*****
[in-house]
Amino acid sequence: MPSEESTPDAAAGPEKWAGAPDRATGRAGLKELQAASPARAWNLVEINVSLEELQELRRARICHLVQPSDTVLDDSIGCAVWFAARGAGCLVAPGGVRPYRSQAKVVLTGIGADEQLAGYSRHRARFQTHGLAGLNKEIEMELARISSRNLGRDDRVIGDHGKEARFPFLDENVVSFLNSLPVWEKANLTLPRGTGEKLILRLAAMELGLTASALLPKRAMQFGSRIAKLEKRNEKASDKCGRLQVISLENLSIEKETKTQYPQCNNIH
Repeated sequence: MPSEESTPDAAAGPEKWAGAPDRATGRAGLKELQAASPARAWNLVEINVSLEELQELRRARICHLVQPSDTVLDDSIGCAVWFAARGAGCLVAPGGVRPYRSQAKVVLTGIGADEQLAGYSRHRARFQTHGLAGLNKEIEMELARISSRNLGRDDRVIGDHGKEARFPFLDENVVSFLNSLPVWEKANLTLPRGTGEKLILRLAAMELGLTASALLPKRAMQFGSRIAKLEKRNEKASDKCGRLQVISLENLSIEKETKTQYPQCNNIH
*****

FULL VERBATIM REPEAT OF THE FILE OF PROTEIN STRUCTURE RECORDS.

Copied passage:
[in-house]
Amino acid sequence: MPSEESTPDAAAGPEKWAGAPDRATGRAGLKELQAASPARAWNLVEINVSLEELQELRRARICHLVQPSDTVLDDSIGCAVWFAARGAGCLVAPGGVRPYRSQAKVVLTGIGADEQLAGYSRHRARFQTHGLAGLNKEIEMELARISSRNLGRDDRVIGDHGKEARFPFLDENVVSFLNSLPVWEKANLTLPRGTGEKLILRLAAMELGLTASALLPKRAMQFGSRIAKLEKRNEKASDKCGRLQVISLENLSIEKETKTQYPQCNNIH
Repeated sequence: MPSEESTPDAAAGPEKWAGAPDRATGRAGLKELQAASPARAWNLVEINVSLEELQELRRARICHLVQPSDTVLDDSIGCAVWFAARGAGCLVAPGGVRPYRSQAKVVLTGIGADEQLAGYSRHRARFQTHGLAGLNKEIEMELARISSRNLGRDDRVIGDHGKEARFPFLDENVVSFLNSLPVWEKANLTLPRGTGEKLILRLAAMELGLTASALLPKRAMQFGSRIAKLEKRNEKASDKCGRLQVISLENLSIEKETKTQYPQCNNIH